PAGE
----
Taylor Swift shares candid look behind the scenes of new album

·2 min read

Taylor Swift is giving us an inside look into the making of "Midnights."

The 32-year-old artist shared a behind-the-scenes video to Instagram of a compilation of clips of her creating her newest album, including footage singing with glasses of wine, walking through the snow and resting with her cat.

Swift captioned the post, which has already garnered over 1.5 million likes in less than 24 hours, “The making of Midnights,” with a galaxy emoji. The video montage was set to the song “life you lead” by niceboy ed.

One of Swift’s notable producers, Jack Antonoff, makes an appearance in one of the clips. The two are seen in Antonoff’s studio playing keyboards while the “All Too Well” singer takes recordings.

In her acceptance speech for video of the year for “All Too Well (Taylor’s Version)" at the MTV Video Music Awards at the end of August, Swift announced that new music is on the way next month.

“I had made up my mind that if you were going to be this generous and give us this, I thought it might be a fun moment to tell you that my brand new album comes out on Oct. 21,” she said.

Offering some inspiration behind the music, Swift wrote in a previous Instagram post that the new songs come from "13 sleepless nights."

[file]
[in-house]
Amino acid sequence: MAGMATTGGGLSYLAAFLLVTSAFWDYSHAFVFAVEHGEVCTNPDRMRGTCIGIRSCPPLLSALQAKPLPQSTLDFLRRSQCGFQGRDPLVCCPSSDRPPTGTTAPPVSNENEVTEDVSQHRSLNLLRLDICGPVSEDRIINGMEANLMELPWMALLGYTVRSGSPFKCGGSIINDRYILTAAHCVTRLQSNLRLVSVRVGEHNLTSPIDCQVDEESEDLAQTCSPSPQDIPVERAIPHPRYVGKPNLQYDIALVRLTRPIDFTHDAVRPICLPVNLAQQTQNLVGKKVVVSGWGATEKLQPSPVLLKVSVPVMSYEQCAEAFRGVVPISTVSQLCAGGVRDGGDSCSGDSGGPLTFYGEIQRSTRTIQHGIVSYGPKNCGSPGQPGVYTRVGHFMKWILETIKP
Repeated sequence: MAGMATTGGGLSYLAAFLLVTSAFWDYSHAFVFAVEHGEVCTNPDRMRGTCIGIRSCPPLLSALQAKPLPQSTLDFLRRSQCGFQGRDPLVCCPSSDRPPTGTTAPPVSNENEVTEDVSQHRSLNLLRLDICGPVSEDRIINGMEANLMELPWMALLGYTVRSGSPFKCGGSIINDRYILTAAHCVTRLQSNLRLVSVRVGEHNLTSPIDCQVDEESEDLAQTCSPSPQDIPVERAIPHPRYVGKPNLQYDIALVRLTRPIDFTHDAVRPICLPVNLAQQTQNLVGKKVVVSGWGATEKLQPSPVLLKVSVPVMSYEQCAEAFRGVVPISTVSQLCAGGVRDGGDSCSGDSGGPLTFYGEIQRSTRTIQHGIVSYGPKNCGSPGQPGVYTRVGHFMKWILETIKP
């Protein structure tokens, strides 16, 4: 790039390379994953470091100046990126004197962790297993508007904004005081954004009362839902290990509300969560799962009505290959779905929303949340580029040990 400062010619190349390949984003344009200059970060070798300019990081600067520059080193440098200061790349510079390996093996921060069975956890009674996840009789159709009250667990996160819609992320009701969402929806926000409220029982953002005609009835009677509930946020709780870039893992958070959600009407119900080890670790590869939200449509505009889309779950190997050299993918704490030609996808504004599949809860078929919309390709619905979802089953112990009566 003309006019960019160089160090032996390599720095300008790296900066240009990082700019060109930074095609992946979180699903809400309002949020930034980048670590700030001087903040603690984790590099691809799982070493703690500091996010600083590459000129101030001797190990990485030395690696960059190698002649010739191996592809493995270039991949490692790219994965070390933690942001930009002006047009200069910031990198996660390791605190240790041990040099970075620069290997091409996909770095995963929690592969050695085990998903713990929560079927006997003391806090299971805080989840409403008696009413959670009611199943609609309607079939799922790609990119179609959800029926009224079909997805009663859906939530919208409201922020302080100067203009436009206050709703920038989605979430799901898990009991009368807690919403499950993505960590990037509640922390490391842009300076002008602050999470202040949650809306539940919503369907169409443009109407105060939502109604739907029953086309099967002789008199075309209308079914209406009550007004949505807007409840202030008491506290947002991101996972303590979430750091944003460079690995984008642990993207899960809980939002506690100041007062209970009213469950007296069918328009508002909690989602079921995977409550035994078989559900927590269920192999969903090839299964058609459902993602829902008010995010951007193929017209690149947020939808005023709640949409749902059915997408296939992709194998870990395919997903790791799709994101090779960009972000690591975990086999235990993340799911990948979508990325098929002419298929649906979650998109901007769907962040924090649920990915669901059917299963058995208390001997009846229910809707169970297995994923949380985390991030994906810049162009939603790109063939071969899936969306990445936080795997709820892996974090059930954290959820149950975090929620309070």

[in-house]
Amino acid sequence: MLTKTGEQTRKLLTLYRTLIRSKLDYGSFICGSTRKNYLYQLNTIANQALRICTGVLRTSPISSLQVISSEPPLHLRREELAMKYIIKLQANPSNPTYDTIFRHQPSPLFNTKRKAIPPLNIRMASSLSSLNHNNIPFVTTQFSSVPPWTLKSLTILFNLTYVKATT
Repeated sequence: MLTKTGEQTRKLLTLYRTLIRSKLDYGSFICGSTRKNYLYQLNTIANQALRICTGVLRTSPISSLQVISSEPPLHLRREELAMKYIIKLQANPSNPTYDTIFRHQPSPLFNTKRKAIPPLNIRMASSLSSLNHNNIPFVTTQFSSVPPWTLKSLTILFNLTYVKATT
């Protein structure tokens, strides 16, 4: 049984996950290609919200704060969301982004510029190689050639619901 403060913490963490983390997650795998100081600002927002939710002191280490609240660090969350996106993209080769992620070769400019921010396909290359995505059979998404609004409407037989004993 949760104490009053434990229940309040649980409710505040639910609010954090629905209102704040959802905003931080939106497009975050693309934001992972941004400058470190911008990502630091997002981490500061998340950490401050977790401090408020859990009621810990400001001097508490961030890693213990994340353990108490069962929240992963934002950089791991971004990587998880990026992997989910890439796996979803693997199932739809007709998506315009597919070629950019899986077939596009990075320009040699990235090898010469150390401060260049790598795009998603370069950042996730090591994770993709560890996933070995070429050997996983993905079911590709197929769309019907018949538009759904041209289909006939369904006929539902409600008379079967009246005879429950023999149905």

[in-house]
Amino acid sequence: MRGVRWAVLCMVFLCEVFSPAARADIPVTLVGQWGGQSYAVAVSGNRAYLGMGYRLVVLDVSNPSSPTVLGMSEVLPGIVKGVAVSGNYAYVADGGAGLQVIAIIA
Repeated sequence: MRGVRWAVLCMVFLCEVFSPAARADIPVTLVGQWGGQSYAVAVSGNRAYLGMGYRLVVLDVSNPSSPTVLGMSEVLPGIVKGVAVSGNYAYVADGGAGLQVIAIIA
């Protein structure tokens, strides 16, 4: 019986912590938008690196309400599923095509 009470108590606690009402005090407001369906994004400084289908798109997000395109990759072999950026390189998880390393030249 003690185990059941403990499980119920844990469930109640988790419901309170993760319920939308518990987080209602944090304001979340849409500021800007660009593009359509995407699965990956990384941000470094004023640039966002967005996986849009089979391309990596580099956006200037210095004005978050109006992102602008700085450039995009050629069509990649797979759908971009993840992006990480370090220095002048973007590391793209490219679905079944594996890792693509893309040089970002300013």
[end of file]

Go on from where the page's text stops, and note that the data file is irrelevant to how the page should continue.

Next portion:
“We lie awake in love and in fear, in turmoil and in tears. We stare at walls and drink until they speak back. We twist in our self-made cages and pray that we aren’t — right this minute — about to make some fateful life-altering mistake,” she wrote.

As of now, Swift has revealed that the latest release will have 13 tracks, but she has not provided any song names.

Fans are currently able to pre-order the album, which is available in four formats: a vinyl edition for $29.99, a CD for $12.99, a cassette for $17.99 and a digital album for $11.99.

The "You Belong With Me" singer revealed that there will also be three special edition covers for the vinyl albums, which if combined, form a clock.

This is Swift's first album in two years, though not the first time she's referenced "late nights" or "midnights." The lyric has seemingly been woven into her previous works since she rose to popularity around 2006.

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This article was originally published on TODAY.com